Sanofi fired Chief Executive Officer Chris Viehbacher, ending a six-year tenure in which he caused tension with board members and French politicians by shifting the drugmaker’s focus to the U.S. and overhauling its struggling research operation.
Sanofi’s board voted unanimously to remove Viehbacher at a meeting today, the Paris-based company said in a statement. Relations between the CEO and the board weren’t close enough and he failed to sufficiently execute the company’s strategy, said Chairman Serge Weinberg, who will replace Viehbacher until a successor is found. He declined to comment on potential candidates for the job but said nationality won’t be a factor.
“There were numerous issues,” Weinberg said on a call with reporters today. “Management problems, problems of cooperation with the board and execution problems.” He cited inventory mismanagement in Brazil last year and the fact that Viehbacher hadn’t briefed the board in advance of his efforts to sell an $8 billion portfolio of mature products as examples of the CEO’s failings.
Sanofi fell 4.5 percent to 71.15 euros in Paris. The stock plunged 11 percent yesterday, the most in almost 16 years, after Sanofi surprised investors by saying sales in its key diabetes division would be flat next year, and investors speculated that the CEO would be ousted. This week’s decline has wiped about 17.9 billion euros ($22.8 billion) off Sanofi’s market value. By that measure, it’s France’s second-biggest company.
“I’m flabbergasted,” Fabian Wenner, an analyst at Kepler Cheuvreux in Zurich, said by phone today. “Just firing him without having a replacement only makes things worse. I’d be slightly scared of how things progress from here.”
The departure of Viehbacher, who also had a board seat, may disappoint some investors who have applauded his overhaul of the drugmaker. During his tenure, Sanofi ended some unpromising research projects, cut jobs and shut plants in France, and made acquisitions in the U.S., notably the $20.1 billion purchase of biotechnology company Genzyme Corp. in 2011. Viehbacher said he wanted Sanofi to operate more like Genzyme.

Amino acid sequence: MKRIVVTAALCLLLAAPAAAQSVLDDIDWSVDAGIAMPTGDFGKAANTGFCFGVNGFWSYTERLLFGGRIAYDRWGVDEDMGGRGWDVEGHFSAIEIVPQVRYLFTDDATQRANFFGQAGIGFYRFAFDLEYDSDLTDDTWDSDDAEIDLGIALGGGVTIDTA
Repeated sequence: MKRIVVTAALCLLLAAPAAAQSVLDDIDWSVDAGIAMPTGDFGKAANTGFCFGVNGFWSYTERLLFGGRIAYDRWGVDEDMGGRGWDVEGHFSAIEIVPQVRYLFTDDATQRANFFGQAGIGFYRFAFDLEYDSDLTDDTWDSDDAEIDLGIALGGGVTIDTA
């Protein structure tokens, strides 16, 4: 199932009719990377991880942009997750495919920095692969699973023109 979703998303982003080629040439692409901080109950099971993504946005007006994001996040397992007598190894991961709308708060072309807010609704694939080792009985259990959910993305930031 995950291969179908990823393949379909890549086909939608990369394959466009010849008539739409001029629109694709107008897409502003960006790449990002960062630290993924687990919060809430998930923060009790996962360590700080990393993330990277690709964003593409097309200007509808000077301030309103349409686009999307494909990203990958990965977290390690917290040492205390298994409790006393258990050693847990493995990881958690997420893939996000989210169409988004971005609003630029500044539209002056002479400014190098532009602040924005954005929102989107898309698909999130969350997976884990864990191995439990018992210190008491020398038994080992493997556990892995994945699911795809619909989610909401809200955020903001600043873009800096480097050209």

“The ups have generally exceeded the downs,” Tim Anderson, an analyst at Sanford C. Bernstein in New York, wrote in a note. “Our perception is that Viehbacher has had the support of the investment community more often than not.”
Viehbacher wrote to the board in September to ask about rumors that Weinberg was seeking a new CEO, people with knowledge of the matter said this week.
Viehbacher, a citizen of Canada and Germany who previously worked at GlaxoSmithKline Plc, relocated to the Boston area this year, joining some other members of the 12-person executive committee who have their primary residence in the U.S.
The move came after French government officials said they were concerned that corporate decision-making was leaving the country, illustrated most recently by General Electric Co.’s effort to buy Alstom SA.
Viehbacher’s plan to cut research jobs in Toulouse and Montpellier in 2012 drew condemnation from then-Industry Minister Arnaud Montebourg, who said it was “abusive” because Sanofi earned 8.8 billion euros in profit the previous year.
Weinberg, 63, is a former chief executive of retailer PPR SA. He graduated from the elite Ecole Nationale d’Administration, a training ground for French corporate leaders and government officials, and worked as chief of staff to Foreign Minister Laurent Fabius when he was budget minister in the early 1980s.
The government had no role in Viehbacher’s ouster, and any investor speculation that it did is “total fantasy,” Economy Minister Emmanuel Macron said in a text message today. “I understand that the decision of the board was very consensual.”